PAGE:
A reed pipe (also referred to as a lingual pipe) is an organ pipe that is sounded by a vibrating brass strip known as a reed. Air under pressure (referred to as wind) is directed towards the reed, which vibrates at a specific pitch. This is in contrast to flue pipes, which contain no moving parts and produce sound solely through the vibration of air molecules. Reed pipes are common components of pipe organs.
Reed pipes include all stops of the "Reed" class, and some stops from the "Hybrid" class. The reed stops of an organ are collectively called the "reed-work."
A reed pipe comprises a metal tongue (the reed) which rests against a shallot, in which is carved a tunnel. The reed and shallot are held in place by a wooden wedge. This assembly protrudes from the underside of the block and hangs down into the boot. A tuning wire is inserted though the boot and is bent to hold the reed against the shallot. The wire is moved up or down using a tuning knife in order to change the length of the tongue that is permitted to vibrate, thereby changing the pitch produced by the pipe. The resonator joins with the upper opening of the shallot and extends above the boot. The resonator may be made in a wide variety of lengths, shapes, and configurations, depending on the desired tone quality.
As wind enters the boot, it travels over the reed, causing it to vibrate against the shallot. This produces the pipe's sound. The wind passes through the shallot and up into the resonator, which focuses and refines the sound wave produced by the reed. The length of the air column as well as the length, mass, and stiffness of the reed itself, determine the frequency of the instrument.
A less-common type of reed construction is the free reed. The term refers to two types of reeds where the tongue does not beat directly against the shallot in order to produce the reed tone, which creates a unique sound (these are most commonly used on nineteenth-century German or French organs). In one case, the free reed stop will appear from the outside like a normal reed (complete with boot, tuning wire, and resonator, etc.). The only difference lies in the action of the tongue (see above), which beats "through" the shallot (hence the German term for the reed--durchschlagend). In the other form of the reed, an enclosed boot does not exist (as in normal reed pipes); therefore, all the tongues are held together in the same chamber, as in the harmonica, accordion, or harmonium. This arrangement makes it possible to change the volume produced without changing its pitch by varying the wind pressure, which is not possible with normal organ pipes. This type of free reed was popular among certain organ builders of the nineteenth century due to the increased interest in a more expressive aesthetic. Volume adjustment was available to the organist by means of a balanced expression pedal which varied the wind pressure delivered to the free reed stop.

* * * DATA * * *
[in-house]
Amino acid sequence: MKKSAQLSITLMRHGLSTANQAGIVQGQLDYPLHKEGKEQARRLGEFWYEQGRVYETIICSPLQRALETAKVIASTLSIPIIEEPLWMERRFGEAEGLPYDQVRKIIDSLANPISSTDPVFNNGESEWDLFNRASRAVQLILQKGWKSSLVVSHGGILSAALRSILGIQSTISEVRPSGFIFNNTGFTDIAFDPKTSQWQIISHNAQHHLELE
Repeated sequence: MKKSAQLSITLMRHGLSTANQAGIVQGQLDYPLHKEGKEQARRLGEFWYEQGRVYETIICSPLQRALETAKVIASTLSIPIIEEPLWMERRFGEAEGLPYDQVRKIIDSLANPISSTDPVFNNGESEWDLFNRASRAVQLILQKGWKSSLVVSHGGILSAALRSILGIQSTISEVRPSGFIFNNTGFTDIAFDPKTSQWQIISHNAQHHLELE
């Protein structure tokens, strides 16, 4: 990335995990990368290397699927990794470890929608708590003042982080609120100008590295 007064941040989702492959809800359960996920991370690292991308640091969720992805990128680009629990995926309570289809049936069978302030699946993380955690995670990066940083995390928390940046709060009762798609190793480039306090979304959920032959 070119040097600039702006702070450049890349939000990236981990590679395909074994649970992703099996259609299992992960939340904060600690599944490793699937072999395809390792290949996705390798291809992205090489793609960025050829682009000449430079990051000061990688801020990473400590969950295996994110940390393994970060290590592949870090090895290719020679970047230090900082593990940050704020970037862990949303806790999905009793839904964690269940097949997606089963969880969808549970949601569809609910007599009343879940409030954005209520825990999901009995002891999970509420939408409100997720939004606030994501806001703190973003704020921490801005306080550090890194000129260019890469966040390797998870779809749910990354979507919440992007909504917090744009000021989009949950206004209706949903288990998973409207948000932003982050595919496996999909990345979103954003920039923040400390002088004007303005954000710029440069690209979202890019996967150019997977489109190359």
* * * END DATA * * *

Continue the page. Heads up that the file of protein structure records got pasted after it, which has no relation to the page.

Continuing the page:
The tonal characteristics of reed pipes are determined by several factors, the most important of which is the interaction between the shallot and the tongue. The thickness and curve of the tongue itself play an important role in determining the tonal quality of the pipe. When voicing a reed pipe, the voicer will take great care in shaping the curve of the tongue, because this controls how the tongue beats against the shallot. Whether the shallot is cylindrical or tapered (and, in the latter case, whether or not the taper is inverted) greatly affects the pipe's timbre. Likewise, the "cut" (referring to the depth of the shallot and the shape of the opening) and the closed-end shape (whether the closed end of the shallot is flat, domed, or Schiffschen) determine whether the tone is more Baroque or more Romantic. In addition, the type of block (whether a standard shape or a French "double-block") in which the reed assembly is set has an effect on the sound.
Scaling is important when determining the final tone color of a reed pipe, though it is not of primary importance as it is in flue pipe construction. This is because reed pipe resonators simply reinforce certain partials of the sound wave; the air column inside the resonator is not the primary vibrator. The shape of the resonator, however, is quite important: an inverted-conical resonator (such as is typical with a Trumpet rank) produces more harmonics than does a cylindrical resonator (like that of a Clarinet rank).